Kemble's Illustrations for Huck Finn

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  MT himself hired E. W. Kemble to illustrate the novel, and reviewed his drawings several times in the course of the book's production. Most of his comments indicate how well MT understood the role the pictures would play in the book's popular reception. After seeing the illustrations for the first twelve chapters he complained to Charles Webster that on the whole "the people in these pictures are forbidding & repulsive. . . . An artist shouldn't follow a book too literally, perhaps -- if this is the necessary result." He was much happier when he reviewed Kemble's next set, chapters 13-20: "This batch of pictures is most rattling good. They please me exceedingly." As far as we can tell, MT censored only one image, of the King kissing a girl at the camp-meeting in Chapter 20. "It is powerful good, but it musn't go in," he told Webster; "Let's not make any pictures of the campmeeting. The subject won't bear illustrating. It is a disgusting thing, & pictures are sure to tell the truth about it too plainly."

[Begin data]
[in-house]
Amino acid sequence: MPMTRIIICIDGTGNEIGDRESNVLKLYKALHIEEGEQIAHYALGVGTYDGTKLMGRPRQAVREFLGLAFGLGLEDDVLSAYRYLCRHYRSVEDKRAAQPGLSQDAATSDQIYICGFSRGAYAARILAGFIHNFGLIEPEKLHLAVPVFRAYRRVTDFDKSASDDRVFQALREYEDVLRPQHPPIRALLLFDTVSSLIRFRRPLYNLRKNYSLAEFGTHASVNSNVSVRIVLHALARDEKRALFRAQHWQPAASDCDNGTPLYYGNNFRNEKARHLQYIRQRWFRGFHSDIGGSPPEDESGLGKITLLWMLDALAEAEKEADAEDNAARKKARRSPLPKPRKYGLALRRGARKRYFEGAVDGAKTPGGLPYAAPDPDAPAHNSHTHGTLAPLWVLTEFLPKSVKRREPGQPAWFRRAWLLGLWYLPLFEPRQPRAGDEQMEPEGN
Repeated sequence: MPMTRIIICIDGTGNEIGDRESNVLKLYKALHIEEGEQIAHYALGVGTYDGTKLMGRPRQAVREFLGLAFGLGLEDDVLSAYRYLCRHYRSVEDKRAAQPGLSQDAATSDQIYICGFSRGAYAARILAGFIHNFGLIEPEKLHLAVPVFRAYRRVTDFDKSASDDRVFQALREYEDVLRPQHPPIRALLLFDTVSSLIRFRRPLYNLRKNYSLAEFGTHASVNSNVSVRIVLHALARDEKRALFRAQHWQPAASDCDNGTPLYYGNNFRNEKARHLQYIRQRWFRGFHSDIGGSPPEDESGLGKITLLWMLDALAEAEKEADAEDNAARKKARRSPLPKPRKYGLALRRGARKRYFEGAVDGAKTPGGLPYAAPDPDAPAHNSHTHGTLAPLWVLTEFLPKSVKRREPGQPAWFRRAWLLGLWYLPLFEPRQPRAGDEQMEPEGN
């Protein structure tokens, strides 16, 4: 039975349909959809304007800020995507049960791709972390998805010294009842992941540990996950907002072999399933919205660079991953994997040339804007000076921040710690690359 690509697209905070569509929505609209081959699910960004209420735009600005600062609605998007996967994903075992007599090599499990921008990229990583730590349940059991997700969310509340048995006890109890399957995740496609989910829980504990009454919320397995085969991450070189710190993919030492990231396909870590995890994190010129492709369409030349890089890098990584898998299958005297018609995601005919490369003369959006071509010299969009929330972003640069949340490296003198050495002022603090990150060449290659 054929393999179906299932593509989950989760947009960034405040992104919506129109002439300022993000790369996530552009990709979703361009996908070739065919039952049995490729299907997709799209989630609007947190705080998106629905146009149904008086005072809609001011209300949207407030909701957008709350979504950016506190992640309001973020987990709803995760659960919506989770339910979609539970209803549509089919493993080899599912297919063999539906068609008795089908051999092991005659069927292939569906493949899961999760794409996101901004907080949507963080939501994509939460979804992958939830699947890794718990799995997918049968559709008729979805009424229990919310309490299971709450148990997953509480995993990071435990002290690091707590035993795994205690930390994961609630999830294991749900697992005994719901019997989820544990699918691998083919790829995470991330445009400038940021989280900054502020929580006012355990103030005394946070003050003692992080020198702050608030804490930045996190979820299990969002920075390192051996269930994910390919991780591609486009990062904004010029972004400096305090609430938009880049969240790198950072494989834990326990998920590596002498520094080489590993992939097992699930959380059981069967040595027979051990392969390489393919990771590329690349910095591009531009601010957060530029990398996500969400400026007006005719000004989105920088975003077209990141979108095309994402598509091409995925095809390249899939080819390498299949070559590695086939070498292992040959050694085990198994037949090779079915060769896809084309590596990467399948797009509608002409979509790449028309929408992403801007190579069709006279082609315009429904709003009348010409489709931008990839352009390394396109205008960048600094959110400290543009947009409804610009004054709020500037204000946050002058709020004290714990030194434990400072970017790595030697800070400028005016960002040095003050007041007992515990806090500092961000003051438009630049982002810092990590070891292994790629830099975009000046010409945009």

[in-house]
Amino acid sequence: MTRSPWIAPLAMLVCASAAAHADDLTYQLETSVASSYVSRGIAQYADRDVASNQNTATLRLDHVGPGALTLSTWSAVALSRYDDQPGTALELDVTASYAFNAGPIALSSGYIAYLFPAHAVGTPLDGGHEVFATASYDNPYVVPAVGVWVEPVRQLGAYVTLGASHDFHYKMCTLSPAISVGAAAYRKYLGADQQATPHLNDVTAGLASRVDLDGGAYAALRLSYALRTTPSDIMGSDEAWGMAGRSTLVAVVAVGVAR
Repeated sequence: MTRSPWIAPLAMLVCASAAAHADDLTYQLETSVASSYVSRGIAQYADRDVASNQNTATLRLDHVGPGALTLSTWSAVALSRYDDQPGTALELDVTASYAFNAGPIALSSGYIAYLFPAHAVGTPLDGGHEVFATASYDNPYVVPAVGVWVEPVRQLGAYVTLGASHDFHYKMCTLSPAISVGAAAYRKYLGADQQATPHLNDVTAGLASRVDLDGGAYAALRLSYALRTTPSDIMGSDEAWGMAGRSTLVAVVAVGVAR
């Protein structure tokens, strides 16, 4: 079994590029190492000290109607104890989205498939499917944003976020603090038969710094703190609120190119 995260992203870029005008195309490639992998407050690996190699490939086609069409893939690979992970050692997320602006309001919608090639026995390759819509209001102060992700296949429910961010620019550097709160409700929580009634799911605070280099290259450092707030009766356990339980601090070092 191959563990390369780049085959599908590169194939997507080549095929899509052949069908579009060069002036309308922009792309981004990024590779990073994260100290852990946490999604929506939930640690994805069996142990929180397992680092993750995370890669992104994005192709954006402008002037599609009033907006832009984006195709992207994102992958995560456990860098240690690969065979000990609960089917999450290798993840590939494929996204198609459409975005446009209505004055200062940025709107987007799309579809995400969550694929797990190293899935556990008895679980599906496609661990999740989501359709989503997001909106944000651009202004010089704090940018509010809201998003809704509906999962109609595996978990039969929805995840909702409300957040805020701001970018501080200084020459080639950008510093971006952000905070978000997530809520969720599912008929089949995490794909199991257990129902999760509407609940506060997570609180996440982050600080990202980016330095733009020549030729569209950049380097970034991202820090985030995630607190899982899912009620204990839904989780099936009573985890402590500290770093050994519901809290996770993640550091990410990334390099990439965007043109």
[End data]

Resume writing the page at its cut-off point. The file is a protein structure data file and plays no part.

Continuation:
Click on any caption at left to see the illustration.
(The images "IN THE TEXT" are from the sales prospectus.)